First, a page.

Cassava Mealybug, Phenacoccus Manihoti Matile-Ferrero (Hemiptera: Pseudococcidae)

  • Peter Neuenschwander
Reference work entry
DOI: https://doi.org/10.1007/0-306-48380-7_735

This is one of many insects that came to the attention of science only after it had been inadvertently transported and established on a new continent. In the early 1970s, mealybug infestations suddenly devastated cassava (in French: ‘manioc’) in the Congo and what is today the Democratic Republic of Congo, around the two capitals Brazzaville and Kinshasa, respectively. From there, this new plague spread rapidly, at a speed of over 100 km per year. It got new footholds in Nigeria, near the border to Benin, then on the border between Gambia and Senegal, and within a few years had covered the entire cassava growing area of Africa from Senegal to Ethiopia and to South Africa. By the mid-1990s, only the Indian Ocean Islands including Madagascar were still free of this pest, and they have remained so up to today (2001).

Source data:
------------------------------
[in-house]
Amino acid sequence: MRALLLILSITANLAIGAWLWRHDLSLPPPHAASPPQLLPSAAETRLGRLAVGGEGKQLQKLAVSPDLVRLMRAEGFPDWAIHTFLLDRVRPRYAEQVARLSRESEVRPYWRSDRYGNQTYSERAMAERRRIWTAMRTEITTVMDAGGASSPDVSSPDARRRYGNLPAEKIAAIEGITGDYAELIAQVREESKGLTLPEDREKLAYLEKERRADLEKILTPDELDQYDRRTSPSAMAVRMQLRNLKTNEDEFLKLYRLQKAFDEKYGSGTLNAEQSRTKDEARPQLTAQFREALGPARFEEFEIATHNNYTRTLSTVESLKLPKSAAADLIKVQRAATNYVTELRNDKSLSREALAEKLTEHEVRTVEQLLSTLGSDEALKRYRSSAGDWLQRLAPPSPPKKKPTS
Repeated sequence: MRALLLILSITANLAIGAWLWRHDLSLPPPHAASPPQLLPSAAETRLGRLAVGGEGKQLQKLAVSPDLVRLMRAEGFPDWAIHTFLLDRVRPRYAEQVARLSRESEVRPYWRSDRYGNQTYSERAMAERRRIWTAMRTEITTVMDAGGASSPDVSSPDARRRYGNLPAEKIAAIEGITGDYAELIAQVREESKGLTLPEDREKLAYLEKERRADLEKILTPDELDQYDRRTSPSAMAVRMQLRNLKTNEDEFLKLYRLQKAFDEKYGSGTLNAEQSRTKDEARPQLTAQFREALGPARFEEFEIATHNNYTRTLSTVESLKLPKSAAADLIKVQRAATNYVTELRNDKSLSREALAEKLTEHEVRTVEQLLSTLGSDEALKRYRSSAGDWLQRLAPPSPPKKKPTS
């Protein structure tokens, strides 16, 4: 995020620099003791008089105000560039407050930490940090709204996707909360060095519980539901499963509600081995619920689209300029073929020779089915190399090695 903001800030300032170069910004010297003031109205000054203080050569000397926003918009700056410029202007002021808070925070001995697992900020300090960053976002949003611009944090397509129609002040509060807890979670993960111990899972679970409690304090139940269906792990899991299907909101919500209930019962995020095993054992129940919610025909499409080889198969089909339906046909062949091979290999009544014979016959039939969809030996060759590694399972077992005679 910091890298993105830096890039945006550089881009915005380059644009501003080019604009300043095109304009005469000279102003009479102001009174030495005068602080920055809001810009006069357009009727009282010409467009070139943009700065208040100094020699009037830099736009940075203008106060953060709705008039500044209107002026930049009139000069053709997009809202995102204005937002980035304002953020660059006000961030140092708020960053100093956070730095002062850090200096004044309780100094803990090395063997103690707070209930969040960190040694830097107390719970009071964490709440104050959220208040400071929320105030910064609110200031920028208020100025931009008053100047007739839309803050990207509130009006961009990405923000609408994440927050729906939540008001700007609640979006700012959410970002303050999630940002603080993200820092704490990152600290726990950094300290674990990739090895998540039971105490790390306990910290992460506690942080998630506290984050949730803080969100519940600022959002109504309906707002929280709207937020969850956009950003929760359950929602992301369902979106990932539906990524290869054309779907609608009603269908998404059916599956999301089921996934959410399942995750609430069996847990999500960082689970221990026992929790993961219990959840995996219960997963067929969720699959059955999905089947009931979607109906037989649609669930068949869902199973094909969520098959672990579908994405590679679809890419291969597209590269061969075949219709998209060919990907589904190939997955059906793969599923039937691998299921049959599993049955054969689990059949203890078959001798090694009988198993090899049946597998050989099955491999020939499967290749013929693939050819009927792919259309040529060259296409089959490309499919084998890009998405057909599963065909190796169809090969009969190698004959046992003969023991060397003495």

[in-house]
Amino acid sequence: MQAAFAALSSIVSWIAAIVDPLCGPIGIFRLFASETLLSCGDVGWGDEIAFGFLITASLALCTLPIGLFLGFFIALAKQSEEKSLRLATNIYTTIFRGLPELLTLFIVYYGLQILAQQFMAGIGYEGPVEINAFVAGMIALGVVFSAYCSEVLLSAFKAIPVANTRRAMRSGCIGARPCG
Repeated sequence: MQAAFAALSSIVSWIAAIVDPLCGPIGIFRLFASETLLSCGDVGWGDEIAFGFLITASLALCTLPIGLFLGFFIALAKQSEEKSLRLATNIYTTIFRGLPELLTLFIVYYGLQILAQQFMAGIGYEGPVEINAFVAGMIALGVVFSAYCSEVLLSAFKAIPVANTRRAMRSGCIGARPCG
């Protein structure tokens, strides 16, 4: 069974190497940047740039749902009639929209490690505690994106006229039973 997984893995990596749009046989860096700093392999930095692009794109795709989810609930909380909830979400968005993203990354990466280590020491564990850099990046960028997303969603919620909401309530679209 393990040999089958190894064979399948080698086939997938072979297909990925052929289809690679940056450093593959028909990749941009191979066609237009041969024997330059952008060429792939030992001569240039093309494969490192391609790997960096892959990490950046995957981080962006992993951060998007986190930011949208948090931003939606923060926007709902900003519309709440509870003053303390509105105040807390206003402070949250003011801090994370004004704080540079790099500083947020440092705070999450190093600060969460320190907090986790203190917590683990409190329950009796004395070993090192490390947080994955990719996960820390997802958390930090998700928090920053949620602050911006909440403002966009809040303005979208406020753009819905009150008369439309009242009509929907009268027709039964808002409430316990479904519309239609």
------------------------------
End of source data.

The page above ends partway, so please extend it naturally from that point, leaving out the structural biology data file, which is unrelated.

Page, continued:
Wherever this mealybug, which was newly described as Phenacoccus manihotiMatile-Ferrero, and belonging to the family Pseudoccocidae, turned up it became the most important...

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References

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Copyright information

© Springer 2004

Authors and Affiliations

  • Peter Neuenschwander
    • 1
  1. 1.International Institute of Tropical AgricultureCotonou, BéninWest Africa